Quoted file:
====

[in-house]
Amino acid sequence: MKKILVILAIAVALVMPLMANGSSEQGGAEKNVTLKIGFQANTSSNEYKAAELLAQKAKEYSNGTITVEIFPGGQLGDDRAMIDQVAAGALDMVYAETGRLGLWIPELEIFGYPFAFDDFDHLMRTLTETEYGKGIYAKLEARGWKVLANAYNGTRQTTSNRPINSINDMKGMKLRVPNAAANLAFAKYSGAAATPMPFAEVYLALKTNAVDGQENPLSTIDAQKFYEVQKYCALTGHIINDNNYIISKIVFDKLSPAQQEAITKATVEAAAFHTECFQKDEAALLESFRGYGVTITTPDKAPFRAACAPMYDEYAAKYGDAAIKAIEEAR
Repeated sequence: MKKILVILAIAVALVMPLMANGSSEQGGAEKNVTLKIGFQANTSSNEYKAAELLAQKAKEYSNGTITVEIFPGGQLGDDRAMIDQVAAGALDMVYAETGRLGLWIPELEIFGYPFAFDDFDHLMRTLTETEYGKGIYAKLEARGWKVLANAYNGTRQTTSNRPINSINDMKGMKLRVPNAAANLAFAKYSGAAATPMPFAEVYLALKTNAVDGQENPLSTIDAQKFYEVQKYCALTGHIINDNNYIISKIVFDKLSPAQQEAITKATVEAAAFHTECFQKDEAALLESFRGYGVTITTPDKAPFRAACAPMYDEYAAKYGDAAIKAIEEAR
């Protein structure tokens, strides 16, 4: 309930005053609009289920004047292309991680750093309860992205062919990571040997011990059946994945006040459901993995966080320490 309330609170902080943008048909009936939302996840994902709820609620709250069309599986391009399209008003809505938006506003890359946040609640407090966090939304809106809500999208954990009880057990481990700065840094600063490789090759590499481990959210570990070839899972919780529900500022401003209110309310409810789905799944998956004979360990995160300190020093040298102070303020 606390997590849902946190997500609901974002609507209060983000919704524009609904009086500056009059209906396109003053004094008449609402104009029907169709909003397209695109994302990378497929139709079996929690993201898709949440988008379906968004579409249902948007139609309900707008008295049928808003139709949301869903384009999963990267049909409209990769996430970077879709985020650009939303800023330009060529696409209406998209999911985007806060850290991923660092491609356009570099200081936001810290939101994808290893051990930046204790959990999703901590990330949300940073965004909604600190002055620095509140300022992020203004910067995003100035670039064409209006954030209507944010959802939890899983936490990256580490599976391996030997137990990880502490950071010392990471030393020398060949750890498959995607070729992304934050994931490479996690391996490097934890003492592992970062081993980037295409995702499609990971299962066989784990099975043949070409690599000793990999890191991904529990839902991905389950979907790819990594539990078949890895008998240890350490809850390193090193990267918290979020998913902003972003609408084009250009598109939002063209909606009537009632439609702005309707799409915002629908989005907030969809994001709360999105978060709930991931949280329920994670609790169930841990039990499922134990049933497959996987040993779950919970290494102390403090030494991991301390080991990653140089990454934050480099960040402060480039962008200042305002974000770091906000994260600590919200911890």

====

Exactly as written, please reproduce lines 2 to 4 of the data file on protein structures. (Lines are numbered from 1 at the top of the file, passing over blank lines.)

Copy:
Amino acid sequence: MKKILVILAIAVALVMPLMANGSSEQGGAEKNVTLKIGFQANTSSNEYKAAELLAQKAKEYSNGTITVEIFPGGQLGDDRAMIDQVAAGALDMVYAETGRLGLWIPELEIFGYPFAFDDFDHLMRTLTETEYGKGIYAKLEARGWKVLANAYNGTRQTTSNRPINSINDMKGMKLRVPNAAANLAFAKYSGAAATPMPFAEVYLALKTNAVDGQENPLSTIDAQKFYEVQKYCALTGHIINDNNYIISKIVFDKLSPAQQEAITKATVEAAAFHTECFQKDEAALLESFRGYGVTITTPDKAPFRAACAPMYDEYAAKYGDAAIKAIEEAR
Repeated sequence: MKKILVILAIAVALVMPLMANGSSEQGGAEKNVTLKIGFQANTSSNEYKAAELLAQKAKEYSNGTITVEIFPGGQLGDDRAMIDQVAAGALDMVYAETGRLGLWIPELEIFGYPFAFDDFDHLMRTLTETEYGKGIYAKLEARGWKVLANAYNGTRQTTSNRPINSINDMKGMKLRVPNAAANLAFAKYSGAAATPMPFAEVYLALKTNAVDGQENPLSTIDAQKFYEVQKYCALTGHIINDNNYIISKIVFDKLSPAQQEAITKATVEAAAFHTECFQKDEAALLESFRGYGVTITTPDKAPFRAACAPMYDEYAAKYGDAAIKAIEEAR
């Protein structure tokens, strides 16, 4: 309930005053609009289920004047292309991680750093309860992205062919990571040997011990059946994945006040459901993995966080320490 309330609170902080943008048909009936939302996840994902709820609620709250069309599986391009399209008003809505938006506003890359946040609640407090966090939304809106809500999208954990009880057990481990700065840094600063490789090759590499481990959210570990070839899972919780529900500022401003209110309310409810789905799944998956004979360990995160300190020093040298102070303020 606390997590849902946190997500609901974002609507209060983000919704524009609904009086500056009059209906396109003053004094008449609402104009029907169709909003397209695109994302990378497929139709079996929690993201898709949440988008379906968004579409249902948007139609309900707008008295049928808003139709949301869903384009999963990267049909409209990769996430970077879709985020650009939303800023330009060529696409209406998209999911985007806060850290991923660092491609356009570099200081936001810290939101994808290893051990930046204790959990999703901590990330949300940073965004909604600190002055620095509140300022992020203004910067995003100035670039064409209006954030209507944010959802939890899983936490990256580490599976391996030997137990990880502490950071010392990471030393020398060949750890498959995607070729992304934050994931490479996690391996490097934890003492592992970062081993980037295409995702499609990971299962066989784990099975043949070409690599000793990999890191991904529990839902991905389950979907790819990594539990078949890895008998240890350490809850390193090193990267918290979020998913902003972003609408084009250009598109939002063209909606009537009632439609702005309707799409915002629908989005907030969809994001709360999105978060709930991931949280329920994670609790169930841990039990499922134990049933497959996987040993779950919970290494102390403090030494991991301390080991990653140089990454934050480099960040402060480039962008200042305002974000770091906000994260600590919200911890």